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Buried alive

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活埋 (huó mái): buried alive

Following a statement on his treatment after Liu Xiaobo was awarded a Nobel Prize in 2010, Yu Jie was told he could be “buried alive.”
When the Chinese government allowed dissident and author Yu Jie to leave the country, they were hoping to silence his critical voice. Little did they know, just weeks after he entered the United States, one of Yu Jie’s statements would be dubbed the “first Internet catchphrase of 2012.”

Yu Jie wrote that the night before Liu Xiaobo was awarded the Nobel Peace Prize, he was wrestled into a car and taken to an unknown location where he was stripped naked and beaten. After that, a Domestic Security Department agent made the following threat:

“If the order comes from above, within half an hour we can dig a pit and bury you alive. No one on earth would know... As far as we can tell, there are no more than 200 intellectuals in the country who oppose the Communist Party and are influential. If the central authorities think that their rule is facing a crisis, they can capture them all in one night and bury them alive.”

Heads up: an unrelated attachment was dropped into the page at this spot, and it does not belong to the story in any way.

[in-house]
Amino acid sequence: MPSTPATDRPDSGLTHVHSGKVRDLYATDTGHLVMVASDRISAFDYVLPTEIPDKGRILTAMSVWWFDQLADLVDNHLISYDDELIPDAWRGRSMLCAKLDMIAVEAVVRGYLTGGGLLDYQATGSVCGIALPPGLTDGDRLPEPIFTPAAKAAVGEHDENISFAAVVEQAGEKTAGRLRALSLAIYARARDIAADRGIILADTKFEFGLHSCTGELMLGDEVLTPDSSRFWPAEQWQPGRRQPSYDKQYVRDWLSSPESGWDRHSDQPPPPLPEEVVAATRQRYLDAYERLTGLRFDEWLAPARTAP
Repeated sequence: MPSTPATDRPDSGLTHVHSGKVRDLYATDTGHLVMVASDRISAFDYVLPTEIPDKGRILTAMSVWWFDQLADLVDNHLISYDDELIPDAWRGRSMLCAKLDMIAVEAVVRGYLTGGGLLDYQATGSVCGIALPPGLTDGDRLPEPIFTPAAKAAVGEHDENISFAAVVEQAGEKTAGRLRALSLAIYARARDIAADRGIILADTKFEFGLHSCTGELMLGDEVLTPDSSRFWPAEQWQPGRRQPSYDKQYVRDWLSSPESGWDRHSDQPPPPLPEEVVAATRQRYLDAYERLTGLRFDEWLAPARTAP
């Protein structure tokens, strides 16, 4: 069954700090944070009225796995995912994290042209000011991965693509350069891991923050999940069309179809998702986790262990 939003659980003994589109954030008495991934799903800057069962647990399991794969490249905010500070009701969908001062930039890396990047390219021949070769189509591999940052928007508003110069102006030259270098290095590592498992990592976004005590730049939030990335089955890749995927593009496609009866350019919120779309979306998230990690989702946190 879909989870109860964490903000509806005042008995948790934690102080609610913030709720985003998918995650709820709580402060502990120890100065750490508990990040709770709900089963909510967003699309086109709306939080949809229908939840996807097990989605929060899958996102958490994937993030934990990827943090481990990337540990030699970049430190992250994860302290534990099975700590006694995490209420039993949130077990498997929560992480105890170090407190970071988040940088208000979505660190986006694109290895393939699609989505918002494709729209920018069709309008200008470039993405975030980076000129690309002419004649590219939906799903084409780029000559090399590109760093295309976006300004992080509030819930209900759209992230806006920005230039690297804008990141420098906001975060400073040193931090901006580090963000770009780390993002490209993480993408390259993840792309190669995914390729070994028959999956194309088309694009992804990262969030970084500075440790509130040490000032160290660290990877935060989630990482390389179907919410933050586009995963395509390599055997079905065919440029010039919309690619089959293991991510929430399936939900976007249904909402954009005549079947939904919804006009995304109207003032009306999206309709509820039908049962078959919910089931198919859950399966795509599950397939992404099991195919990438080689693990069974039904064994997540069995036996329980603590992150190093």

“如果上面下了命令,我们半个小时就可以在外面挖个坑把你活埋了,全世界都没有人知道...根据我们掌握的情况,国内反对共产党的、有影响力的知识份子,总共也不会超过两百个人,一旦中央觉得统治出现危机,一夜之间就可以将这两百人全部抓捕,一起活埋。”

Other dissidents including Jiang Tianyong, Teng Biao, Liu Shihui, Zhang Lin and Liu Dejun have reported similar threats from the Domestic Security Department.

The phrase “buried alive” quickly began to make the rounds on the Internet. One microblog user wrote, “They say in the event of a crisis they’ll bury 200 influential intellectuals. What a tragedy. Even when it comes to being buried alive, I don’t qualify.” A Ding, an online writer, included the phrase in his Chinese New Year Greeting: “Happy New Year--hope you make it onto the bury-alive list!”

Yu Jie is perhaps best well known for authoring the book, China’s Best Actor: Wen Jiabao.

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